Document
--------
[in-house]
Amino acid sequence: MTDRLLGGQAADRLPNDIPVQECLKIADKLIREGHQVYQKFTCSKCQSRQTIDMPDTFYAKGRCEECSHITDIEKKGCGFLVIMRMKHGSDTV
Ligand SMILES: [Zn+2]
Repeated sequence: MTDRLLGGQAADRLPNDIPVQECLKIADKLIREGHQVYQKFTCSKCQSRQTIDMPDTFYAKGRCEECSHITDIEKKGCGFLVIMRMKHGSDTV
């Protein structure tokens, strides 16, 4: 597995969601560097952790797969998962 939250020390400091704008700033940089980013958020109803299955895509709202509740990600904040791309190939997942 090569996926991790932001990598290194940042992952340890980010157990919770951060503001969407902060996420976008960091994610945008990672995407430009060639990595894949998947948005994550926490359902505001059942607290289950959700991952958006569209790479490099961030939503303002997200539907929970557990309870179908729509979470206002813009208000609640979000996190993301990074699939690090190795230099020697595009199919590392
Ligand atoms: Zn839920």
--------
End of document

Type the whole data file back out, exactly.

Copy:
[in-house]
Amino acid sequence: MTDRLLGGQAADRLPNDIPVQECLKIADKLIREGHQVYQKFTCSKCQSRQTIDMPDTFYAKGRCEECSHITDIEKKGCGFLVIMRMKHGSDTV
Ligand SMILES: [Zn+2]
Repeated sequence: MTDRLLGGQAADRLPNDIPVQECLKIADKLIREGHQVYQKFTCSKCQSRQTIDMPDTFYAKGRCEECSHITDIEKKGCGFLVIMRMKHGSDTV
């Protein structure tokens, strides 16, 4: 597995969601560097952790797969998962 939250020390400091704008700033940089980013958020109803299955895509709202509740990600904040791309190939997942 090569996926991790932001990598290194940042992952340890980010157990919770951060503001969407902060996420976008960091994610945008990672995407430009060639990595894949998947948005994550926490359902505001059942607290289950959700991952958006569209790479490099961030939503303002997200539907929970557990309870179908729509979470206002813009208000609640979000996190993301990074699939690090190795230099020697595009199919590392
Ligand atoms: Zn839920």